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23/01/2023

Vaccination protects against complications in pregnancy due to Omicron variant of COVID-19

Dra. Nerea Maiz i Dra. Anna Suy
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23/01/2023

The vaccines offer high protection against severe COVID-19 symptoms, with an effectiveness of up to 91% in infected women who had received the complete vaccination regimen and a booster dose.

The Vall d'Hebron University Hospital and the Lozano Blesa University Hospital of Zaragoza have participated in the INTERCOVID 2022 study, which has shown that infection with the Omicron variant of SARS-CoV-2 increases the risk of complications during pregnancy and that vaccination is effective in offering protection to pregnant women. The work, coordinated by the University of Oxford, has been published in The Lancet.

The project was carried out in 41 hospitals across 18 countries to assess the impact of the Omicron variant of COVID-19 during pregnancy on mothers fetuses and newborns. In April 2021, it was already confirmed that the risk of complications was increased in pregnant women infected with SARS-CoV-2 and, on this occasion, evidence is provided on the effect of Omicron and the efficacy of vaccination against this variant.

The researchers studied 1545 pregnant women diagnosed with the variant and 3073 pregnant women without a diagnosis of COVID-19. The study was conducted between November 2021 and June 2022, during which time Omicron was the variant of concern.

The results showed that the Omicron variant during pregnancy was associated with an increase in complications, such as preterm delivery, and hospital admissions. "The study provides us with evidence on the increased risk during pregnancy due to this variant, especially among symptomatic and unvaccinated women", says Dr. Nerea Maiz, a specialist in the Obstetrics Department at Vall d'Hebron Hospital and a researcher in the Maternal and Fetal Medicine group at Vall d'Hebron Research Institute (VHIR). Severe symptoms appeared in 4-7% of unvaccinated women diagnosed with the Omicron variant, and it was particularly high in women with obesity or overweight. Specifically, among women with severe symptoms, the risk of preeclampsia (high blood pressure during pregnancy) was increased.

On the other hand, it was observed that vaccination offered high protection against severe symptoms of COVID-19 and against pregnancy complications, and vaccinated women had a low risk of needing admission to intensive care units. The effectiveness of the vaccine against the development of severe symptoms in women with COVID-19 was 74% in women with the complete vaccination regimen and was as high as 91% in those who had received a booster dose. "The study clearly indicates the need for full vaccination, preferably with booster doses, to offer protection to pregnant women", Dr. Maiz emphasizes. "Unvaccinated pregnant women infected with the Omicron variant are still at significant risk of complications. Fortunately, in our environment a wide vaccination coverage has been achieved in recent years, but we must continue to insist on the benefits of receiving booster doses, in accordance with the calendar established by the health authorities", adds Dr. Marta Fabre, researcher in the Placental pathophysiology and fetal programming group of the Instituto de Investigación Sanitaria Aragón and physician in the Clinical Biochemistry Department of HCU Lozano Blesa in Zaragoza.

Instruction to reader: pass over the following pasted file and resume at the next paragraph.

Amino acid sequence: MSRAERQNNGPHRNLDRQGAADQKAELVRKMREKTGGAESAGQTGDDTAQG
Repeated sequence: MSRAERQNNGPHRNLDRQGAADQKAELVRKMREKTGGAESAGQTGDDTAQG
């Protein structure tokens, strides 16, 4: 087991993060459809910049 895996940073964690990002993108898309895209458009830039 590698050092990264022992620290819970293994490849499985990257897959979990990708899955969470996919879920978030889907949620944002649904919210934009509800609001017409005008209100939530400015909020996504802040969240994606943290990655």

Regarding the type of immunization received, mRNA vaccines (such as those from Pfizer-BioNTech and Moderna) were more effective in preventing severe symptoms of COVID-19 and complications for at least 10 months from the last dose. Viral vector vaccines (such as those from AstraZeneca and Janssen) also offered adequate protection if a booster dose had been administered.

As for the side effects of vaccination, none were observed either in the mother or in the fetus or newborn, even if the vaccine was given during gestation.

INTERCOVID 2022 is an example of an international collaborative study that provides robust evidence to improve the health of mothers and babies worldwide. Findings from this study and previous results have contributed to changes in clinical practice and public health policy recommending vaccination for all pregnant women.

The study has confirmed that the Omicron variant of COVID-19 is associated with increased complications during pregnancy, especially among women with severe symptoms and who have not been vaccinated.

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